Pressure for justice mounts in California in the wake of a racist, violent, life-endangering raid against Black prisoners at Soledad State Prison. Racist prison guards brutalized more than 200 Black prisoners at Soledad in a violent 3 a.m. raid on July 20, forcing prisoners to sit shoulder-to-shoulder, with no masks. Guards in riot gear hurled racial slurs at the Black men who were targeted.
A protest has been called on Aug 22 outside of the prison against this racist guard terrorism, as part of a series of three statewide actions organized by We Bring Change, including an Aug 29 protest at the warden’s house who was reported to have high-fived the guards during the racist attacks.
Formally known as Correctional Training Facility, the prison reported its first cases of COVID-19 two weeks after the assault. Soledad prison is currently at 136 percent capacity according to the California Department of Corrections, meaning any outbreak has a high possibility of affecting the vast majority of those incarcerated.
Tasha Williams, whose husband was one of the inmates attacked, described how prisoners were torn from their beds as they slept, slammed to the ground, then “zip-tied and led in the dark to the chow hall. The men were barefoot, wearing only what they’d fallen asleep in. They weren’t even allowed to grab their masks.”
Letters from an anonymous group from inside the prison known as PHERM were sent to Tasha Williams and published in the San Francisco Bay View Newspaper about the guards assault, and how the guards pressed their knees on some prisoners’ necks in the same manner that George Floyd was brutally murdered.
Guards forced the 200 Black men to sit together in a room with no masks “as a tower sniper was called, just in case one or some of the cuffed men needed to be executed on the spot.” (SF Bayview) All the while the guards, many of whom were not wearing facemasks and who covered their name badges, hurled racial epithets at the prisoners and yelled “Black lives don’t matter.” PHERM reported: “The pigs also told multiple victims, ‘By the time this is over, you n*****rs will have COVID-19!’”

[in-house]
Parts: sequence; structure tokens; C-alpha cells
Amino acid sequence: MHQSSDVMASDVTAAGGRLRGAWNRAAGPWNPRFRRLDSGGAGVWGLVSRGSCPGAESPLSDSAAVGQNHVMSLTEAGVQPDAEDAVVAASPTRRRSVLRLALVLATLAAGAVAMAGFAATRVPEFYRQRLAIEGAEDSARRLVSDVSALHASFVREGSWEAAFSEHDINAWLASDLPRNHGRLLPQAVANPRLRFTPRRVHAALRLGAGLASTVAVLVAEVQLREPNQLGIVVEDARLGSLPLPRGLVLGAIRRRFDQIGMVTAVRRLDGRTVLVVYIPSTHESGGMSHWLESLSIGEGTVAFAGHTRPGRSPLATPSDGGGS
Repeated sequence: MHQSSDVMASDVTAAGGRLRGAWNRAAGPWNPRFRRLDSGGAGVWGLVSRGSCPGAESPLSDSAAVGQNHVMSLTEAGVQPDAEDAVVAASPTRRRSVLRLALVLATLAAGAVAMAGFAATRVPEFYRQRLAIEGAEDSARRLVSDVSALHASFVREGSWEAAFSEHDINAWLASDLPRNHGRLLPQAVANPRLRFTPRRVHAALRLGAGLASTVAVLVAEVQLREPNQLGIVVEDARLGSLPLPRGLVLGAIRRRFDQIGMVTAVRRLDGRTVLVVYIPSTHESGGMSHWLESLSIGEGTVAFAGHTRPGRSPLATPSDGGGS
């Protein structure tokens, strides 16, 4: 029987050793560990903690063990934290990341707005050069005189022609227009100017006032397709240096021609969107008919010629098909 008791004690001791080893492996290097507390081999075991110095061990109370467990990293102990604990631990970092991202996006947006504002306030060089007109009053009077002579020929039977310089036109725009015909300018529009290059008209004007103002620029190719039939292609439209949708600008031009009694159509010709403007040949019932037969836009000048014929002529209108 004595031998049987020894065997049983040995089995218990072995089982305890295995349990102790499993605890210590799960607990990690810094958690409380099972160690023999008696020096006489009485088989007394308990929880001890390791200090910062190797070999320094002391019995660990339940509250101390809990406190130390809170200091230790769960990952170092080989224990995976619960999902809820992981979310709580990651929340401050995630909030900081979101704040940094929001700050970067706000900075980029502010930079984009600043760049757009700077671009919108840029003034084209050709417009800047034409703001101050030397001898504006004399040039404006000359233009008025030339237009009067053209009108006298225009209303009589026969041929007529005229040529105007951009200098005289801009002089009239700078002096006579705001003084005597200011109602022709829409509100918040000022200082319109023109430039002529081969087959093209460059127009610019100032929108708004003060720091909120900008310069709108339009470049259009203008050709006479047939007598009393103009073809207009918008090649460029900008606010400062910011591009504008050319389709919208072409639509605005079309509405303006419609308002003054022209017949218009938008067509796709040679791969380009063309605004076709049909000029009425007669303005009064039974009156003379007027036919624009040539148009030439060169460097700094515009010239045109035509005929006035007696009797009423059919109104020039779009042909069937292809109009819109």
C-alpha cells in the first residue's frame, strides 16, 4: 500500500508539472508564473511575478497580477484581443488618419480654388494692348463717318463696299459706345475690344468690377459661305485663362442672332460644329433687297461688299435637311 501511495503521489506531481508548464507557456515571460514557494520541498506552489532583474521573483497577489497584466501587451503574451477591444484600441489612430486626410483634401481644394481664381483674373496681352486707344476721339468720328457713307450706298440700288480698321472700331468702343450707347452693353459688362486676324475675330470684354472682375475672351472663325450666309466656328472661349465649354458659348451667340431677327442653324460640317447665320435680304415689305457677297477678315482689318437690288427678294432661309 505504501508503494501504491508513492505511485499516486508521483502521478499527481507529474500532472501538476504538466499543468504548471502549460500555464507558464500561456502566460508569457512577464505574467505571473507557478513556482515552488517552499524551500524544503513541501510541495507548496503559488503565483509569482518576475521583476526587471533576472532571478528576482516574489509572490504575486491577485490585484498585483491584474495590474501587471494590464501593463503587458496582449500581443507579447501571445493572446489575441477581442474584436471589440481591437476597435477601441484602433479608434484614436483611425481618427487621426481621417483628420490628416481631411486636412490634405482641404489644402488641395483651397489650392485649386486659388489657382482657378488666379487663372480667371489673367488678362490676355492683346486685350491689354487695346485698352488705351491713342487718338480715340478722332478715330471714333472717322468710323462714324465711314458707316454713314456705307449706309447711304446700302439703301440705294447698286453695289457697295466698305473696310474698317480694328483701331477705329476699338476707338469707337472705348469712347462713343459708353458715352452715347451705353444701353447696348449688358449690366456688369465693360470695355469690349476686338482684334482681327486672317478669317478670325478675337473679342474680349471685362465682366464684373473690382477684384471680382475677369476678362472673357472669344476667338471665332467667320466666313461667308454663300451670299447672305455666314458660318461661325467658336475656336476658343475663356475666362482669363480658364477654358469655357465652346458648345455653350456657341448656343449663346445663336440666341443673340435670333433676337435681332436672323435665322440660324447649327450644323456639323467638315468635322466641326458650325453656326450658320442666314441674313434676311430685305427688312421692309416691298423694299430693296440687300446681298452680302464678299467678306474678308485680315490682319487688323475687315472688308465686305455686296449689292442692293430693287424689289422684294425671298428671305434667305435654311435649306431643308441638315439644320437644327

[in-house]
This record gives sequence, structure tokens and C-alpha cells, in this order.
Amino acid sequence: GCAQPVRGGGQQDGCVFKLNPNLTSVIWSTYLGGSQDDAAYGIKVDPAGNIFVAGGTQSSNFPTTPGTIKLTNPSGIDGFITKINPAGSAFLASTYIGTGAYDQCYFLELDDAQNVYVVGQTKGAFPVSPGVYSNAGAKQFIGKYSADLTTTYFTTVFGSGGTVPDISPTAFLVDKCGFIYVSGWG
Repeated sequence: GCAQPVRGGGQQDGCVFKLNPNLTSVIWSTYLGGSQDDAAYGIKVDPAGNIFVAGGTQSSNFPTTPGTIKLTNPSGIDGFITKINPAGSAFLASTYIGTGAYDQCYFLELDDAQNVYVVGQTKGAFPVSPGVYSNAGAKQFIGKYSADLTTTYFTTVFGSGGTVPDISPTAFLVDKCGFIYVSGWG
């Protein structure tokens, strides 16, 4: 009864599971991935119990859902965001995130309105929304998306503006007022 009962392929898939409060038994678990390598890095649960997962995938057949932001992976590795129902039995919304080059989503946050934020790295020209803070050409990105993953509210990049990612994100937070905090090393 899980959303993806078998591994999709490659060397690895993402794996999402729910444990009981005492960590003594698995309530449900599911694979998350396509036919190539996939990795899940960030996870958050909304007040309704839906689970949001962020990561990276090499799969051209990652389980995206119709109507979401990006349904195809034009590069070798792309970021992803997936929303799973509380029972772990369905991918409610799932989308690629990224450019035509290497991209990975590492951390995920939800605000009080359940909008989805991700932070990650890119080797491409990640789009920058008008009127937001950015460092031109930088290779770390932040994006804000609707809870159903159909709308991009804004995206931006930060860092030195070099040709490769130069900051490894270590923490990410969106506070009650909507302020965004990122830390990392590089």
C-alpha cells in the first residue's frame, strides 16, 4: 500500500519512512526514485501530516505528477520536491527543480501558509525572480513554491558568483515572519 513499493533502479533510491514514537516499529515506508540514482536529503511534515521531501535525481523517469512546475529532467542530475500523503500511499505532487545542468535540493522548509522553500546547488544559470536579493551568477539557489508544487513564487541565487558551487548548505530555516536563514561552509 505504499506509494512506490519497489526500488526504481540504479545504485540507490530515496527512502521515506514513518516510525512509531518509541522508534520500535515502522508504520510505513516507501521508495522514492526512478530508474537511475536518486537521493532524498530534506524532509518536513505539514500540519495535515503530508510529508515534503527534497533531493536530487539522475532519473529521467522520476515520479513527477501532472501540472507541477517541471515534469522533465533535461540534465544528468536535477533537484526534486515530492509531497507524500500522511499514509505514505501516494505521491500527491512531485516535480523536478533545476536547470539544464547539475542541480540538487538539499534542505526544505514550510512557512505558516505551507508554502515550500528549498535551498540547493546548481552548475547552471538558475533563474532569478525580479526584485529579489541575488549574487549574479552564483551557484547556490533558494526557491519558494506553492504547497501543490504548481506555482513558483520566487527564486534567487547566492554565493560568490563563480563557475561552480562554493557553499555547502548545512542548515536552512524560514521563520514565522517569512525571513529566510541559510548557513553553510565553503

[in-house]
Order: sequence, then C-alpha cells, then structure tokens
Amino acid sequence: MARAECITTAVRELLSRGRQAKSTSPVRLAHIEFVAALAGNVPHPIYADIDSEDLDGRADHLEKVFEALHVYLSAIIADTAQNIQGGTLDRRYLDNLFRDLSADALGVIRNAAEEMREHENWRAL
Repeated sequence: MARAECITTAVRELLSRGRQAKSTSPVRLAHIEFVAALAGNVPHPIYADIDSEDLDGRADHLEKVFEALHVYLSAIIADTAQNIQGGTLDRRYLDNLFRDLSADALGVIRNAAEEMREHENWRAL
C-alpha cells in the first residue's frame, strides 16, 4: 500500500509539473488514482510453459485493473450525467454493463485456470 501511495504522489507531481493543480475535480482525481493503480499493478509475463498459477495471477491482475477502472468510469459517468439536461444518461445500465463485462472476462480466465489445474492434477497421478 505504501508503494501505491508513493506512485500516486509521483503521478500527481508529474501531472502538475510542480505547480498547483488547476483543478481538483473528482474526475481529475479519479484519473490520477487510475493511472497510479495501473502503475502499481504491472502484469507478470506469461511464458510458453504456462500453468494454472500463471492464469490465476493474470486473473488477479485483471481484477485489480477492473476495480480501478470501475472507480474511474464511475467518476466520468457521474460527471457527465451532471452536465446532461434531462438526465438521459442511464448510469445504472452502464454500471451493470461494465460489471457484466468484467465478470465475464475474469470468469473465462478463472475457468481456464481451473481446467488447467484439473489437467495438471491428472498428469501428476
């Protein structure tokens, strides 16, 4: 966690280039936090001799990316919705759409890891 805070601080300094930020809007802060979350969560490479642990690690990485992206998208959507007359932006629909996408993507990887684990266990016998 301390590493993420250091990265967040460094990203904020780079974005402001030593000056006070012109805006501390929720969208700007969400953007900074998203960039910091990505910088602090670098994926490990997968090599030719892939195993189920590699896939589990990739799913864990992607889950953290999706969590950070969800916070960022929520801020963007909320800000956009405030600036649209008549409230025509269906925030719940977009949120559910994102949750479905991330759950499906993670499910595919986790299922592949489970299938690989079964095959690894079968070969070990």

Meanwhile, prison guards ransacked every cell, stealing “every book, piece of mail, note and phone book that they could find.” (SF Bayview)
This deliberate targeting was done with the full support of Warden C. Koenig, who was “observed high-fiving the pigs, yelling, ‘Good strike!’”
The prisoners explained:
“We believe prison guards are making every attempt to agitate and provoke violent responses from the prisoners. Violent responses will contribute to their narrative that all prisoners are violent and undeserving of early release or rehabilitation.
“We believe prison guards are making deliberate attempts to infect the prisoner population with COVID-19. An infected prisoner eliminates his chances of early parole due to COVID-19 prevention. We also believe the motivating factor behind the wannabe commandos’ use of excessive and unnecessary force on unarmed sleeping Black prisoners is racism.”
Fifty years ago, Soledad Prison was the scene of another racist terror attack.
“Black August” is honored every year to commemorate the fallen freedom fighters of the Black Liberation Movement, to call for the release of political prisoners in the United States, to condemn the oppressive conditions of U.S. prisons, and to emphasize the continued importance of the Black Liberation struggle.
George Jackson was an outstanding revolutionary leader. At age 19 in 1961, Jackson was convicted of a $70 gas station armed robbery and sentenced an indeterminate term of one year to life in prison, with the actual length of term to be determined by the state authorities. Jackson would never be released.
Jackson was first exposed to radical politics by fellow inmate W.L. Nolen, a Black Panther, and quickly dedicated himself to raising political consciousness among the prisoners and to organizing their peers in the California prison system. Nolen and Jackson were transferred to Soledad prison. In 1970, Nolen, who was planning to file a lawsuit against the prison’s superintendent, was assassinated.
Days later, George Jackson and fellow radical prisoners Fleeta Drumgo and John Clutchette were accused of killing a prison guard, allegedly in retaliation for Nolen’s death. They became known as the Soledad Brothers. Drumgo and Clutchette would later be acquitted.
Jackson was transferred to San Quentin Prison, where he was designated Field Marshall by the national leadership of the Black Panther Party. On August 21, 1971, he was assassinated by a guard in the midst of a prison rebellion, a month shy of his 30th birthday.
The San Quentin uprising, the execution of George Jackson, and the Attica Rebellion a few weeks later were among the primary catalysts for what came to be commemorated as Black August.
Jackson’s brilliant analysis of prisons and police, national oppression, class struggle, revolutionary internationalism and more, were captured in his books, “Soledad Brother” and “Blood in My Eye,” and many articles and letters.
In describing the real role of the police in a letter to attorney Fay Stender, he wrote: “You’ve heard the patronizing shit about the thin blue line that protects property and the owners of property. The pigs are not protecting you, your home, and its contents. Recall they never found the TV set you lost in that burglary. They’re protecting the unnatural right of a few men to own the means of all of our subsistence.”
Today mere possession of George Jackson’s writings – whether his books or even just a quote – could send a prisoner to indefinite solitary confinement within California’s prisons. Even in death his words kindle revolutionary fire in face of oppression.